The Vatican has had it with the nuns. You know those sisters, so radical. They've been spending their time working on behalf of the poor and fighting economic injustice! An outrage. Well, now they've been reprimanded. They were told they've not been sufficiently outspoken against contraception, abortion and gay marriage.
Just when the Catholic Bishops and the Vatican seem like they've done themselves in, they do something even worse than I would've imagined.
They seem to think now is a good idea to come down on the nuns, just when the cases against the priests about sex abuse is ramping up again, and there are more and more outrageous examples of the higher ups covering up, not reporting the abuse to the proper authorities, and generally behaving heinously. This is the time they've chosen to go after the nuns.
And... Oh yeah. Plus the contraception matter! They're refusing to comply with the health care mandate that requires employers to provide contraception coverage to their employees. They're saying it's a "religious freedom." Yes, freedom. They want the freedom to force their dogma on people who don't want it.
Do they ever wonder why their married, child-bearing-age employees don't have a baby every single year?
I mean, it's actually kind of funny. It's like a guy who tripped, and then fell on his leg and broke it off, and while in pain and trying to recover, decides to distract people from watching him, so arranges for an anvil to drop on his head. The Catholic Church as... Bugs Bunny!
Personally, I think they've made a serious miscalculation.
My friends Annie Laurie and Dan at the Freedom From Religion Foundation asked me to do a little ad for them about the contraceptive coverage issue, and I did it on Monday. When it's put together I'll post it here on my blog.
But enough about that for now. I'm just about to take off on a two week trip - a week in Spokane, and then a week in Los Angeles, so this is gonna be short....
Let's get onto books and movies for the month of May 2012
I read three books last month.
1.) The Swerve: How The World Became Modern, written by Stephen Goldblatt
2.) State of Wonder, written by Ann Patchett
3.) In The Garden of Beasts: Love, Terror, and an American Family in Hitler's Berlin, written by Erik Larson
I loved all three, especially Swerve, which made me want to write a monologue based on the book so I could perform it. It's all about a poem by Lucretius, who was a follower of Epicurus, and how a medieval antique book hunter came upon it in an out-of-the-way monastery in the 1400s and basically saved it for all humanity. It really underscores the haphazardness of what was saved and what was not, at the same time that it shows us how much art and wisdom there was and how important it is for us now to hear the voices of the ancients who, while they did not have our scientific information, had great insights into the true nature of life and how it could best be lived.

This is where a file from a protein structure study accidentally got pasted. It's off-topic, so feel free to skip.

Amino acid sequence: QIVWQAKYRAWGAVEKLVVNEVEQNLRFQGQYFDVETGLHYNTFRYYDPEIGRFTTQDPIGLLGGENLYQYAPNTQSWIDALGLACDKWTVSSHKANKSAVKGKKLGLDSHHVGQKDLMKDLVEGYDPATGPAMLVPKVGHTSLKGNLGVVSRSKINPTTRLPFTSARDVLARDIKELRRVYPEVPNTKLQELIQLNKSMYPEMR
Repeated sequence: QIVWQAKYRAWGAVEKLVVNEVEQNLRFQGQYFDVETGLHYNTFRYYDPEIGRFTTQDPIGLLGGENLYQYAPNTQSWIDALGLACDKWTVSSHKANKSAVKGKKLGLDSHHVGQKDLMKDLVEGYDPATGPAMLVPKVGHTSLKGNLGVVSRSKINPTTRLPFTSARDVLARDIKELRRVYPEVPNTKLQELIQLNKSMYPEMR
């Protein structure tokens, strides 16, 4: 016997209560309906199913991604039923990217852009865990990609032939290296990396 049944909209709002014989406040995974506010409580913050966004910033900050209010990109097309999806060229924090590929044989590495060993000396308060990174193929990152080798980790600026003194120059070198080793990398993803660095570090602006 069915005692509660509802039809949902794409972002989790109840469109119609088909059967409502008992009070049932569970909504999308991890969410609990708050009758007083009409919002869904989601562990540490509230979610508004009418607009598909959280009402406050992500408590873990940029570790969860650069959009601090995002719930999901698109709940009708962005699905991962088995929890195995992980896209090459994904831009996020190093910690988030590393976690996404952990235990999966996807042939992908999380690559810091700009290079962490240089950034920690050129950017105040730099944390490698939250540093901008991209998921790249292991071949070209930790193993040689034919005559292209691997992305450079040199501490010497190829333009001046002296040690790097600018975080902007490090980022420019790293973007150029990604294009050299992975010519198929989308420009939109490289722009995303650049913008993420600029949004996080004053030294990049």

Bottom line seems to be: let go of superstition...
State of Wonder was a wonder, and I even got to go to a lecture by Ann PAtchett, put on by my local library. She was articulate, funny, smart, and her talk gave me even more insight into her novel, which manages to be pulpy and high literature all at the same time.
In the Garden was good too - god, I love Erik Larson. And the story took me to the heart of things when Hitler was just gathering the forces that would come to full frightening fruition in his dictatorship.
Here are the movies I watched last month:
1.) Tiny Furniture, 2010, directed by Lena Dunham
2.) In the Land of Blood and Honey, 2011, directed by Angelina Jolie
3.) Love Letters, 1945, directed by William Dieterie
4.) Kind Hearts & Coronets, 1949, directed by Robert Hamer
5.) Humpday, 2009, directed by Lynn Shelton
6.) The Wizard of Oz, 1939, directed by Victor Fleming
7.) My Effortless Brilliance, 2008, directed by Lynn Shelton
8.) Portrait of Jennie, 1948, directed by William Dieterie
9.) Come and Get It, 1936, directed by Howard Hawks and William Wyler
10.) Ministry of Fear, 1944, directed by Fritz Lang
11.) Lake Tahoe, 2008, directed by Fernando Eimbcke
Wow. A pretty good month for movies.
Most memorable prize goes to "Come and Get It." I'd seen it in college, but it was just as good if not better than I remember it. "Tiny Furniture" caused me to have a more complicated relationship with Lena Dunham's show "Girls" on HBO. I didn't like it as much and it was weird, like "Tiny Furniture" let me see how the sausage is probably made on "Girls." Which made me not like "Girls" as much. I have very mixed feelings about it all. I mostly love the show. But I kinda wished I hadn't seen "Tiny Furniture." Odd. I'm still not sure why I feel this way.
Mulan watched "The Wizard of Oz" with me on Mother's Day. We had a really fun afternoon watching it.
Angelina Jolie's movie also stayed with me a long time - it's grim, very very grim. She's ambitious as a director and I appreciate that. The actors are very good.
Oh Lord, I've got to go. A cab is coming in an hour and I have to pack. Well, I suppose the summer has really really started now. Until next month...